Published on Haaretz
A week after 400,000 people turned out for Israel’s largest protest since the first Lebanon war, and the week before the Palestinian request for UN recognition usurps all the headlines and politicians’ rants – a torrent of activity signaled the next phase of Israel’s summer of protest.
The “1,000 Tables” event took place last Saturday night in the Tel Aviv Museum of Art plaza, with a small group discussion about fixing our social policy at each of the 475 tables. There were parallel events scattered around the country. My wife and I joined eight strangers at table 140, and spent two hours connecting the dots from personal experience – draconian rent hikes, underfunded schools, disappearing benefits, the struggles of immigrant friends – to the agenda of the protest.
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If the event lacked the rush of the rallies, there was a subtler pleasure in thinking out loud with an attentive circle. And for the first time in the protest process, as the table talk wound down, we were invited to poke into the Israeli-Palestinian conflict. I found a special poignancy in a predominantly although not exclusively leftist crowd exercising zen-like self-control in refraining until that point from addressing the issue that occupies most of our political minds.
If the protest leaders have given the conflict a wide berth because of its toxic divisiveness, it’s hard to argue with the tactical if not moral logic of the fact that the 10 people at our table managed to glance past the Green Line without breast-beating or demagoguery.
The not exclusively left-wing qualification is significant, because outside Tel Aviv the table talkers were apparently not mostly leftist. Even in the big city, the willingness to suspend discourse on the moral calamity of the occupation until the end of the evening allowed other people to join the conversation. These included middle-aged centrists and the 25-year-old contemporaries of Daphni Leef and Gilad Shalit, who have little recall of Oslo’s optimism but clear memories of Rabin’s assassination, the second intifada, missile attacks, the Second Lebanon War and Operation Cast Lead.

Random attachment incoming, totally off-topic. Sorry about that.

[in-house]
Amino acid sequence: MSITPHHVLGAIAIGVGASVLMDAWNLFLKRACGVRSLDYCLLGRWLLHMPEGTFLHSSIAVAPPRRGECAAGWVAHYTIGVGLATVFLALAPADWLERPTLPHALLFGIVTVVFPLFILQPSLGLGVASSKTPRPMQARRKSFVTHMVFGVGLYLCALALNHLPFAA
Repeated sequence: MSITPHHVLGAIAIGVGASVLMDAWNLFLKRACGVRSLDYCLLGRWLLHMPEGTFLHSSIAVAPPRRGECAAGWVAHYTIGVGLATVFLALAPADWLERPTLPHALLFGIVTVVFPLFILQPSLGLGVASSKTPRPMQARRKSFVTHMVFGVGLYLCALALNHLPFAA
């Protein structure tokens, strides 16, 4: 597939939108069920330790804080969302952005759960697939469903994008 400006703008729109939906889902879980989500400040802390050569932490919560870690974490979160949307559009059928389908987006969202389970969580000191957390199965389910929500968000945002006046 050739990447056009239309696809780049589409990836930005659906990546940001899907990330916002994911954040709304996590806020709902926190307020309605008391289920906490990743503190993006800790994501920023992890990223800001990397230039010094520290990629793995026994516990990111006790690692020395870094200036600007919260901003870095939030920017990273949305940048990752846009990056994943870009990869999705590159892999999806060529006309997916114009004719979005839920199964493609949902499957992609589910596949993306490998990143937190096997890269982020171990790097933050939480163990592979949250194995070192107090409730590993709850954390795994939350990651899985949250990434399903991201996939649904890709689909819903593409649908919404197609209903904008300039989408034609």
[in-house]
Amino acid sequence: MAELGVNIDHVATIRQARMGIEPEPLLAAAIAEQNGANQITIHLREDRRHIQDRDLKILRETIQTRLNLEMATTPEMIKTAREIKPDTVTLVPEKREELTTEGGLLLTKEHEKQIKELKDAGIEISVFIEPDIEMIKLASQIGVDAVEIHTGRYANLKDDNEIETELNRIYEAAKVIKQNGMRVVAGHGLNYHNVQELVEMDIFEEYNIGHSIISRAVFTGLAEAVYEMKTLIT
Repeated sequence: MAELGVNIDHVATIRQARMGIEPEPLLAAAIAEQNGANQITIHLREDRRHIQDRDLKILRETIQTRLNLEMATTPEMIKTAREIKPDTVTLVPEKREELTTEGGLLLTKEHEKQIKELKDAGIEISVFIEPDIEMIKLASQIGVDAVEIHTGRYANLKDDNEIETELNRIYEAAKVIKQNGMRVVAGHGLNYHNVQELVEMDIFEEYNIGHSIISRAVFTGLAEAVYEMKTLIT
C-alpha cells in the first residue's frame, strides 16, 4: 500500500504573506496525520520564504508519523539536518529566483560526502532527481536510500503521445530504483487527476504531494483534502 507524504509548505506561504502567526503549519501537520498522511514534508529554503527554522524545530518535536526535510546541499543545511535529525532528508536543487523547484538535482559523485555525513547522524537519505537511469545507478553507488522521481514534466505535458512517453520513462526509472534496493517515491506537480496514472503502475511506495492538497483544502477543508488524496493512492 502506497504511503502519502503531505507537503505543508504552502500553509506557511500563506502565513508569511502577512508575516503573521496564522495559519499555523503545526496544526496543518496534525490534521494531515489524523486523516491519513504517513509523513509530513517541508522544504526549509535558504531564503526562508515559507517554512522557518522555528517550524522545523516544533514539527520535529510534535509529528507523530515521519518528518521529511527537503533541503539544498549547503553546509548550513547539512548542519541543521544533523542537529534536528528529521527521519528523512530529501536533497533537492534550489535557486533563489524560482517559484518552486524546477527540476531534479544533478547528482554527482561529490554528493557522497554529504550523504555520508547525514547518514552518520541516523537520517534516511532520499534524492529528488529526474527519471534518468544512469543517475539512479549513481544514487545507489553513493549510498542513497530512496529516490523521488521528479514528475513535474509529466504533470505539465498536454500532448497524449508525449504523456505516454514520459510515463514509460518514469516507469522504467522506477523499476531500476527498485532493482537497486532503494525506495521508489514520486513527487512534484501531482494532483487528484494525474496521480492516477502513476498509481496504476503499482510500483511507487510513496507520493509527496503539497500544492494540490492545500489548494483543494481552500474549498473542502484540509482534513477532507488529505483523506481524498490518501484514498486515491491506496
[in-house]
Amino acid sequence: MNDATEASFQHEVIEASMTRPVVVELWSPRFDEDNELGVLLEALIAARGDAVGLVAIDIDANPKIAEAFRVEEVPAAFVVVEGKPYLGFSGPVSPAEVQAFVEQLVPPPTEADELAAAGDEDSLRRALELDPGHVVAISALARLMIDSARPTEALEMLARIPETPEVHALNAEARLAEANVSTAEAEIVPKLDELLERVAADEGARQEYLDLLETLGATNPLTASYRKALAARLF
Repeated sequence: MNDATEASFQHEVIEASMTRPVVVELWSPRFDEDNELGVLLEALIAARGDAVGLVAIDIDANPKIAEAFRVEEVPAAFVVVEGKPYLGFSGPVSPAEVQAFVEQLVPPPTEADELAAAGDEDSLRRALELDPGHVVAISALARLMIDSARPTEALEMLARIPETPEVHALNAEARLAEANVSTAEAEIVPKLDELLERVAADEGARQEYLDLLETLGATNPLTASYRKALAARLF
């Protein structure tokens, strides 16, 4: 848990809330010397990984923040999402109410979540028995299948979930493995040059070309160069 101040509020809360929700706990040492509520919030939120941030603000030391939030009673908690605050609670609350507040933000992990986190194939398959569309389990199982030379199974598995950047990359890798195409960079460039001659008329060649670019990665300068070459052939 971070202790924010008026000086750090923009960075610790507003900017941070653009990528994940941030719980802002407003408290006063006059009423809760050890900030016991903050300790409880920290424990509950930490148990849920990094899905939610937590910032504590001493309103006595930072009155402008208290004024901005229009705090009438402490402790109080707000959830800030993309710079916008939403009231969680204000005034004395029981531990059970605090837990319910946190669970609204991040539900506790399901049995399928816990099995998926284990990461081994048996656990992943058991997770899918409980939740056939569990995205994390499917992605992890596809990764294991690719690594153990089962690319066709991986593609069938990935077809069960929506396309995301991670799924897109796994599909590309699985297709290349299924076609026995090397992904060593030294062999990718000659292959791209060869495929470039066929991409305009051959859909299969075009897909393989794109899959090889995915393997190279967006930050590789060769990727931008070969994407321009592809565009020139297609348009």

“1,000 Tables” was only one of a multitude of real-time and cyberspace efforts to keep the talk and the momentum going. If there has been a reluctance up to now to question the movement’s agenda – the protest leaders seemed to be working some kind of magic and nobody wanted to pop the bubble – we are now seeing so many initiatives specifically targeting social policy issues from different factions (Tel Aviv protest leaders, the student union, activists from the periphery, independently organized efforts ) that it is impossible to keep up. Colleges hosted seminars on the protest, foundations debated the role of funders in supporting the next round of the protest, and TheMarker’s Israel 2021 conference featured protest leaders and politicians alike. The situation is increasingly decentralized, and chaotic, but perhaps in a good way.
So why did all these people show up for a Saturday night policy chat instead of going to the movies? Why have scores of professors and researchers on the Yonah-Spivak committee volunteered for hundreds of hours of unpaid labor to beat the Trajtenberg deadline? Why have NGO veterans from the Coalition for Affordable Housing to Community Advocacy to Shatil and Sikkuy – to name a few – been running themselves ragged to explain policy alternatives to the curious?
Clues can be found in the final, climactic rally, which became a family affair. We brought our 14-year-old twin boys and our 8-year-old daughter because we wanted them to witness history, but more specifically, to experience public dissent as a natural part of democracy. Throughout the crowd, protesters used cell-phone cameras to create personal visual records, to capture the wave of humanity coming over the bridge from Ramat Gan, and to document poster messages (“Even the tent was paid for by my parents”; “Bibi go home the gas is on us” ), stretching arms high for aim-and-click aerial shots or low for family snaps.
My daughter was photographed at least five times by passersby, as she slept on my wife’s lap. It was as if we were overcome by collective anticipatory nostalgia and would need to show later that we had really been there. By documenting our own protest and acting as if the rally was a historic turning point, we hoped to guarantee that it would really become one.
There is finally an audience motivated to challenge socioeconomic decisions – ranging from the middle class, whose real income has declined in the past decade despite Bibi’s much-touted economic growth, to the working poor who question why two incomes is not enough to escape poverty and the single mothers who can’t even dream about it, to the Arab communities who wonder if they will ever be treated as equal citizens and not suspected as enemies.
Momentarily setting aside our intractable bickering over the conflict with our neighbors has allowed us to snap out of a 15-year coma. (And we sure can’t afford more than a moment. ) After being told for years that our government leaders had no recourse but to adopt Thatcherite policies leading to diminished health care and social services, apartment prices with no relationship to our incomes, and privatization without question or oversight – we have discovered that it’s all a bluff. For much of our socioeconomic reality is the result of policy choices, not divine edict, and we have the option to set different priorities.
Thousands of the 400,000 citizens who took to the streets have now taken the trouble to begin to learn what those choices are. We want change. We want the government to listen, and to act. And we are finally beginning to take action ourselves.